It Snowed in Denver!


My God, it snowed in Denver on April 28th and 29th, cancelling the 27th game Jerry “Stickman” and I were to attend on our see-every-stadium-in-America tour. So far this was the only cancellation we experienced in 29 stadiums. (There are 30 major league baseball stadiums,)

Seriously, snow at the end of April!

Should Denver even be allowed to have a major league baseball team? Come on; put a roof over the damn stadium. Also take care of your homeless problem as there were dozens of homeless on seemingly every block in Denver’s downtown area. Hey, have the homeless build the roof as that might help them and major league baseball fans too!

This trip saw us first on a two-day visit where we saw a game at Houston’s Minute Maid Park, a stadium where the lights went zip-zap right into your eyes so that just about every fly ball was un-see-able. Hot, humid, flooding Houston, a city built on a swamp (why build cities on swamps?), and the game was so uncomfortable because of those lights that we left after six innings, blinded and depressed (well, my wife the Beautiful AP and I were blinded and depressed; Stickman and his wife the Sainted Tres didn’t comment).

Next stop was Dallas for a couple of days to visit our niece Melanie, her husband Damian and their two children, their son D3 (Damien III) age 3.5 (you have to put the “point” in—3 point 5—as little kids always want to grow up fast and little do they know most of us grown-ups want to grow-down just as fast) and their daughter Holly, age eight months, who doesn’t have much of an opinion about age yet. These are two happy, well-behaved, joyful kids. And that’s because they have two happy, well-behaved, joyful parents.

Dallas was somewhat different from Houston, it was hotter and wetter and the news was broadcasting that thunder storms, tornadoes and hail the size of D3’s head were probably going to hit us during game time—if there were a game that is. But there was a game that night.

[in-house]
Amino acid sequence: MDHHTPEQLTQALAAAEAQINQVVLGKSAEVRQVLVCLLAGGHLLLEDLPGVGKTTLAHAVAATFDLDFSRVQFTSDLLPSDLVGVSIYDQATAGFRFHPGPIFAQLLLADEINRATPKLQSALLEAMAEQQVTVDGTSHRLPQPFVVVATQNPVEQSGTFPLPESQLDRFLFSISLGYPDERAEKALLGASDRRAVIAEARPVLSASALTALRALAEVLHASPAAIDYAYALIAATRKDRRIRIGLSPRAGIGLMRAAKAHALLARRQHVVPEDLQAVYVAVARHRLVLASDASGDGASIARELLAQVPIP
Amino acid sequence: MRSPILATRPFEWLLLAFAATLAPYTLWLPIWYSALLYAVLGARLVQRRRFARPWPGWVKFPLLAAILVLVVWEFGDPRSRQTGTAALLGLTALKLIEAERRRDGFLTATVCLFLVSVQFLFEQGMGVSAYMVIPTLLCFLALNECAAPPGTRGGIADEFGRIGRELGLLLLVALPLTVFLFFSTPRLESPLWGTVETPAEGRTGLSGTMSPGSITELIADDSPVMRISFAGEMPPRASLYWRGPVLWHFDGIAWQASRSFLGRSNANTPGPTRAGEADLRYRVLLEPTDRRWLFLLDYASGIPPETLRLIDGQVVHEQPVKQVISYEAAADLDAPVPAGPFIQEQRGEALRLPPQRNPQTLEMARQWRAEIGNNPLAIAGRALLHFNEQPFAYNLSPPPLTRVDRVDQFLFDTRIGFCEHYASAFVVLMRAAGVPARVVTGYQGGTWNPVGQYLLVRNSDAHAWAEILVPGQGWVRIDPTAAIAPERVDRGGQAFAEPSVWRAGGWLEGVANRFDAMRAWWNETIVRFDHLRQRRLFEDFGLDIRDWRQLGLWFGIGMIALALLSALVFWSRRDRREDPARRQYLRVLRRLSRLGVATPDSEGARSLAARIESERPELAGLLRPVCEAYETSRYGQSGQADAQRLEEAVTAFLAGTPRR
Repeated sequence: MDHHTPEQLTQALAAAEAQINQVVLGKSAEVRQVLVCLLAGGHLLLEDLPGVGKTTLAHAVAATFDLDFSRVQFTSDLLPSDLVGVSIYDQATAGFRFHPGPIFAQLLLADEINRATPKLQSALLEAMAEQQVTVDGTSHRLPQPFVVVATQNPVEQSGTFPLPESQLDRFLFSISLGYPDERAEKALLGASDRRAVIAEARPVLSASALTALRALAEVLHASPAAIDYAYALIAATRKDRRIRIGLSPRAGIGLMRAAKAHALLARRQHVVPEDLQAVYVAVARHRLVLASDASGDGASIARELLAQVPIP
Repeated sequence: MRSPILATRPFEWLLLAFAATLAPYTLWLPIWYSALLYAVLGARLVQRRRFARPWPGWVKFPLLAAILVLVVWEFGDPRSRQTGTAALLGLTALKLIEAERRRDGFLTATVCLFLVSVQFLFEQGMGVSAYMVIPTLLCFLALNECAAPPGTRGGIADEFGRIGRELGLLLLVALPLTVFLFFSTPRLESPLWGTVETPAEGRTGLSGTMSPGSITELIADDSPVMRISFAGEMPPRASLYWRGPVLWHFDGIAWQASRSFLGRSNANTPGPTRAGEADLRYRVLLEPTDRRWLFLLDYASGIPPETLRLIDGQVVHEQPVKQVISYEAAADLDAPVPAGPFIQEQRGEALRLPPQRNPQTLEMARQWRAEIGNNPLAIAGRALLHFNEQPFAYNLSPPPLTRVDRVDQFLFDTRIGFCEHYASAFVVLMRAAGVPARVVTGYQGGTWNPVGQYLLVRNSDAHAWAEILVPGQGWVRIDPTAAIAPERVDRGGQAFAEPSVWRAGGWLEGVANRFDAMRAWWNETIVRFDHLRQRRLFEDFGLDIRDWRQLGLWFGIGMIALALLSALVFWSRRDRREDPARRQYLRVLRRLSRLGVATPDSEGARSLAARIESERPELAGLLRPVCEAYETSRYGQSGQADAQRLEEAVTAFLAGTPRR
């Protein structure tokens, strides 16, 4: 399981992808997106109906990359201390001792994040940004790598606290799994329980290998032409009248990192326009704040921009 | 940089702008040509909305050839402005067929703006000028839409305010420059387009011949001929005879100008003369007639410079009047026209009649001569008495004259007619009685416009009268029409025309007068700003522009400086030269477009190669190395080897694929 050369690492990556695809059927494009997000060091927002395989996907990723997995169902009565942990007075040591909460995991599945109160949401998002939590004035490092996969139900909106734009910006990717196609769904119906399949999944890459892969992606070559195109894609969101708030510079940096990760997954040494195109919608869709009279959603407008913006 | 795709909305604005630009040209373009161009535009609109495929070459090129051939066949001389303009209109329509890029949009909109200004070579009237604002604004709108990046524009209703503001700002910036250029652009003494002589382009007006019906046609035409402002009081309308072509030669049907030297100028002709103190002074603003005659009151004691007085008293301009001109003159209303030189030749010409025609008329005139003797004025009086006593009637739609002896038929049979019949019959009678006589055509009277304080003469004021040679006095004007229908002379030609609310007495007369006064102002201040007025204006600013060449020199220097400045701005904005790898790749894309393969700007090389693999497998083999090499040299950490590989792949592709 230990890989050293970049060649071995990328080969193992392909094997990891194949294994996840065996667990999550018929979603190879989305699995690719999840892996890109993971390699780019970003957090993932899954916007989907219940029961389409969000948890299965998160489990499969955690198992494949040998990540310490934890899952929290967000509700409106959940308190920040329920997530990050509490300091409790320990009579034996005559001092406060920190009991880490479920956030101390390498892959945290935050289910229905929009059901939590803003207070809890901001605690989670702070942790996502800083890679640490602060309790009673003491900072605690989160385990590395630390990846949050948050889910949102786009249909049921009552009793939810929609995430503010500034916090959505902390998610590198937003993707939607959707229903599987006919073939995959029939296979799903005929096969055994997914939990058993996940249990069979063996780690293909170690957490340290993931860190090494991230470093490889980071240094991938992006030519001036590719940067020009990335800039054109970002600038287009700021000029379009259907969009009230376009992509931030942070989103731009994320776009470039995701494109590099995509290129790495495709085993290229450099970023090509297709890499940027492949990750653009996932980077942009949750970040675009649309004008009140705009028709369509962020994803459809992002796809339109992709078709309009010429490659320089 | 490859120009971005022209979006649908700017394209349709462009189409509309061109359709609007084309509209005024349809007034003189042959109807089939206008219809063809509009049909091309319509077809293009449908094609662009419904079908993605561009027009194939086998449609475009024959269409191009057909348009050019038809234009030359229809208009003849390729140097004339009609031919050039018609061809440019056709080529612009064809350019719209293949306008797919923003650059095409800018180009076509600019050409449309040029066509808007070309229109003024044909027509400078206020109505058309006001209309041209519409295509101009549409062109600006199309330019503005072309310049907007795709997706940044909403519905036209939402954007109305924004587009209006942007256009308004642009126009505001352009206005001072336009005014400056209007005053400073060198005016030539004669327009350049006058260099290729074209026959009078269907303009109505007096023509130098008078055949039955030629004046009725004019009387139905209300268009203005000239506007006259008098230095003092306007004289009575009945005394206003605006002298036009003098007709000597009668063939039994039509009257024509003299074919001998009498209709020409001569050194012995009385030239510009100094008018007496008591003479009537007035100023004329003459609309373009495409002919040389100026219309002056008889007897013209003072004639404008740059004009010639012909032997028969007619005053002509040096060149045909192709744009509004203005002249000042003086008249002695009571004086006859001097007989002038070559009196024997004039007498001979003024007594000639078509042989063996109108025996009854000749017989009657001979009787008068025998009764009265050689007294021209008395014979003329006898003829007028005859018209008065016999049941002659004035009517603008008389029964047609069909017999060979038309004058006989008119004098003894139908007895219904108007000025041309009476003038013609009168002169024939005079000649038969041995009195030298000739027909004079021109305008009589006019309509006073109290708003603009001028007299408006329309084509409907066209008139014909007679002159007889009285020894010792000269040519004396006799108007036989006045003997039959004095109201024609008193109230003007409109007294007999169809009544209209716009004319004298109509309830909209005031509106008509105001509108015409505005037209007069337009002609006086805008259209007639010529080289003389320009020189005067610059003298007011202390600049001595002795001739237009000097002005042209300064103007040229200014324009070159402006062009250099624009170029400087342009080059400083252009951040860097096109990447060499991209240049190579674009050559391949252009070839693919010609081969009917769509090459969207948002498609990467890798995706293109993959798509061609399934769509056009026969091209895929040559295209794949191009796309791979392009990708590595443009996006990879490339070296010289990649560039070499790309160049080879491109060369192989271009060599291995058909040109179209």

Dallas Globe Life Park was hung with heavy clouds and the scent of death (okay, okay, it was just heavily cloudy; I like to be dramatic). Still, all four of us knew that Dallas Globe Life Park was not the place to be when a raging tornado came down from the sky. In fact, if there were many deaths the name of the stadium would be changed to Dallas Globe Death Park.

Indeed, the Dallas stadium director had the upper deck cleared of fans during the game. Man, these Texans aren’t afraid of death; maybe it’s all that bronco busting.

This game was special to me as it would be my first chance to see my beloved Yankees on the road. Fat lot of good; they were creamed 10 to one by a team not afraid to play life-and-death with their fans and themselves.

Usually Stickman and I root for the home teams to prevent fanatical home-team fans from taking the opportunity to pummel us for not doing so. We learned this in Philadelphia when the drunken Philly fans were shouting to kill the visiting team’s fans. Philadelphia fans are notorious for being notorious.

But I had to root for the Yankees! I just had to! But my friend (my friend, my pal, my buddy, that traitor), the Stickman, stuck with the home team. His team won. My team got clobbered.

Next morning off to Denver where our plane dipped so far and so fast that the flight attendants, who were serving at the time, had to hit the floor after almost hitting the ceiling. They stayed prone on the floor for about 10 minutes until given the all clear by the pilot. Drinks and food went flying all over the place and my wife was relieved that she had ordered water and not coffee.

That should have alerted me to the fact that Denver was to be the game that would not be.